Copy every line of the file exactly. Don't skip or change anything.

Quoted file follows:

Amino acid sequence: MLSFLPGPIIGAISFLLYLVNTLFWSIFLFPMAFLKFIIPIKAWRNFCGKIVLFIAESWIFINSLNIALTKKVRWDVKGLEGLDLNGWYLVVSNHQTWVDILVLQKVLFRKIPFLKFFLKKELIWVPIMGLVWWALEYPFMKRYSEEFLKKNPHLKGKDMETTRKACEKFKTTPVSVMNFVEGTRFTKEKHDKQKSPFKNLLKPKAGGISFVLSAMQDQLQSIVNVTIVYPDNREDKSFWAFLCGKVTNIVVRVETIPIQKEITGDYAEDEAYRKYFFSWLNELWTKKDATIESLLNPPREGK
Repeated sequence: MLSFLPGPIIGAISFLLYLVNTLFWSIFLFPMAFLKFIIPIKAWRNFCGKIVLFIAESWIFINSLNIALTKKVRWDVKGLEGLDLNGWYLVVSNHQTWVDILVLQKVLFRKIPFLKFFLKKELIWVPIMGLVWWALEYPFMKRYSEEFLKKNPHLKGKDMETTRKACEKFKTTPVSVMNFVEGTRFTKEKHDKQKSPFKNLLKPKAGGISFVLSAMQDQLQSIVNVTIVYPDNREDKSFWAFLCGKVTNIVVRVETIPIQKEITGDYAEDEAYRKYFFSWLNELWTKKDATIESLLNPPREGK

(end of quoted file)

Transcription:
Amino acid sequence: MLSFLPGPIIGAISFLLYLVNTLFWSIFLFPMAFLKFIIPIKAWRNFCGKIVLFIAESWIFINSLNIALTKKVRWDVKGLEGLDLNGWYLVVSNHQTWVDILVLQKVLFRKIPFLKFFLKKELIWVPIMGLVWWALEYPFMKRYSEEFLKKNPHLKGKDMETTRKACEKFKTTPVSVMNFVEGTRFTKEKHDKQKSPFKNLLKPKAGGISFVLSAMQDQLQSIVNVTIVYPDNREDKSFWAFLCGKVTNIVVRVETIPIQKEITGDYAEDEAYRKYFFSWLNELWTKKDATIESLLNPPREGK
Repeated sequence: MLSFLPGPIIGAISFLLYLVNTLFWSIFLFPMAFLKFIIPIKAWRNFCGKIVLFIAESWIFINSLNIALTKKVRWDVKGLEGLDLNGWYLVVSNHQTWVDILVLQKVLFRKIPFLKFFLKKELIWVPIMGLVWWALEYPFMKRYSEEFLKKNPHLKGKDMETTRKACEKFKTTPVSVMNFVEGTRFTKEKHDKQKSPFKNLLKPKAGGISFVLSAMQDQLQSIVNVTIVYPDNREDKSFWAFLCGKVTNIVVRVETIPIQKEITGDYAEDEAYRKYFFSWLNELWTKKDATIESLLNPPREGK